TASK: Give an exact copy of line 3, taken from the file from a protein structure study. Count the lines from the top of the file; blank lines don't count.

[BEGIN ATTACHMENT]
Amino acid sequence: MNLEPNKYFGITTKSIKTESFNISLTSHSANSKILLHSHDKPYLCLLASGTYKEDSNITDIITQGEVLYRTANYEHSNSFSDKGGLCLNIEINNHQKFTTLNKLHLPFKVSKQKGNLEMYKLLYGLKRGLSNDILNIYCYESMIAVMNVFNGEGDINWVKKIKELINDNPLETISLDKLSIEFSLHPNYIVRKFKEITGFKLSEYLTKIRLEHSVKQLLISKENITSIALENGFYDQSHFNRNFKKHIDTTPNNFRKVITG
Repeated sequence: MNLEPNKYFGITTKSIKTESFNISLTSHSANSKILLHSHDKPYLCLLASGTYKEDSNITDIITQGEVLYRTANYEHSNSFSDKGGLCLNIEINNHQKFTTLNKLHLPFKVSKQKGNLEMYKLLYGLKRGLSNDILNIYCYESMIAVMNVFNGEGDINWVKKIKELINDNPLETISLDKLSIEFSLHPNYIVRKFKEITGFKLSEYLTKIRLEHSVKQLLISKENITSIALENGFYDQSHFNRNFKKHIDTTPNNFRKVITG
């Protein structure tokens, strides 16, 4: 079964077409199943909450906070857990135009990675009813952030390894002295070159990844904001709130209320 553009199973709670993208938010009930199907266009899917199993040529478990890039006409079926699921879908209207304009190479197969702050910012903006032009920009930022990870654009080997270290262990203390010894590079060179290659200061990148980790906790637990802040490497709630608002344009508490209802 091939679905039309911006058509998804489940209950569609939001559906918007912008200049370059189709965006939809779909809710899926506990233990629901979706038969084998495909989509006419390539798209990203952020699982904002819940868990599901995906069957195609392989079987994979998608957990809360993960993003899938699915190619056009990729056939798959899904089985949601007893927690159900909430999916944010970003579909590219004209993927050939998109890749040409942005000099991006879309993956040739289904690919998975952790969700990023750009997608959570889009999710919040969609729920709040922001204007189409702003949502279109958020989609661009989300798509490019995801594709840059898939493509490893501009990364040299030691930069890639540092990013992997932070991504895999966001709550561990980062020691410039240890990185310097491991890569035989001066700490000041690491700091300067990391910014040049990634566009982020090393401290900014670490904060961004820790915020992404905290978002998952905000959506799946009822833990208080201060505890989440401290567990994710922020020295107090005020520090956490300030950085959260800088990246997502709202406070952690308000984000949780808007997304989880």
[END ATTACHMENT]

């Protein structure tokens, strides 16, 4: 079964077409199943909450906070857990135009990675009813952030390894002295070159990844904001709130209320 553009199973709670993208938010009930199907266009899917199993040529478990890039006409079926699921879908209207304009190479197969702050910012903006032009920009930022990870654009080997270290262990203390010894590079060179290659200061990148980790906790637990802040490497709630608002344009508490209802 091939679905039309911006058509998804489940209950569609939001559906918007912008200049370059189709965006939809779909809710899926506990233990629901979706038969084998495909989509006419390539798209990203952020699982904002819940868990599901995906069957195609392989079987994979998608957990809360993960993003899938699915190619056009990729056939798959899904089985949601007893927690159900909430999916944010970003579909590219004209993927050939998109890749040409942005000099991006879309993956040739289904690919998975952790969700990023750009997608959570889009999710919040969609729920709040922001204007189409702003949502279109958020989609661009989300798509490019995801594709840059898939493509490893501009990364040299030691930069890639540092990013992997932070991504895999966001709550561990980062020691410039240890990185310097491991890569035989001066700490000041690491700091300067990391910014040049990634566009982020090393401290900014670490904060961004820790915020992404905290978002998952905000959506799946009822833990208080201060505890989440401290567990994710922020020295107090005020520090956490300030950085959260800088990246997502709202406070952690308000984000949780808007997304989880």